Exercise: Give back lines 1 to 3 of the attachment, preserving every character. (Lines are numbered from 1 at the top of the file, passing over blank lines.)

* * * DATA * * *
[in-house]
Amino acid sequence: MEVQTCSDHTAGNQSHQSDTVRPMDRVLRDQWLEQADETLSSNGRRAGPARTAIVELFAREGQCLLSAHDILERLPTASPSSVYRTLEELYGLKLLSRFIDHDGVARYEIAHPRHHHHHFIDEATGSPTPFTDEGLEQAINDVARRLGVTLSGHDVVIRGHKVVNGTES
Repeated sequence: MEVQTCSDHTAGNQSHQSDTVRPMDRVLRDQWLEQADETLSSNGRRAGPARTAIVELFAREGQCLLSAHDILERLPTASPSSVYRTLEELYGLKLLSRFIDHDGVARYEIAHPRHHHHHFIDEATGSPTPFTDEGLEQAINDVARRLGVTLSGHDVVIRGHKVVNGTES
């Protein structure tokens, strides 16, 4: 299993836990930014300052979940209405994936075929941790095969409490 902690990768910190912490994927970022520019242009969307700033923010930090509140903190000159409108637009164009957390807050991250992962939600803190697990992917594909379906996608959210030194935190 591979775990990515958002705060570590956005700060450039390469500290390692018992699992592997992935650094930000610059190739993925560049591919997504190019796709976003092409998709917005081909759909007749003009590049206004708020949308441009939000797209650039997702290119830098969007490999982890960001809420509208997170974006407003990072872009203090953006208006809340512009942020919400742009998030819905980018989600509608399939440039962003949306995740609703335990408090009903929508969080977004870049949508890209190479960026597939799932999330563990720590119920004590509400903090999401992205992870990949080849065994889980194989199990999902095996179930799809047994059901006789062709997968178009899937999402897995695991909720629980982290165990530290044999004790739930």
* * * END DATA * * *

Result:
[in-house]
Amino acid sequence: MEVQTCSDHTAGNQSHQSDTVRPMDRVLRDQWLEQADETLSSNGRRAGPARTAIVELFAREGQCLLSAHDILERLPTASPSSVYRTLEELYGLKLLSRFIDHDGVARYEIAHPRHHHHHFIDEATGSPTPFTDEGLEQAINDVARRLGVTLSGHDVVIRGHKVVNGTES
Repeated sequence: MEVQTCSDHTAGNQSHQSDTVRPMDRVLRDQWLEQADETLSSNGRRAGPARTAIVELFAREGQCLLSAHDILERLPTASPSSVYRTLEELYGLKLLSRFIDHDGVARYEIAHPRHHHHHFIDEATGSPTPFTDEGLEQAINDVARRLGVTLSGHDVVIRGHKVVNGTES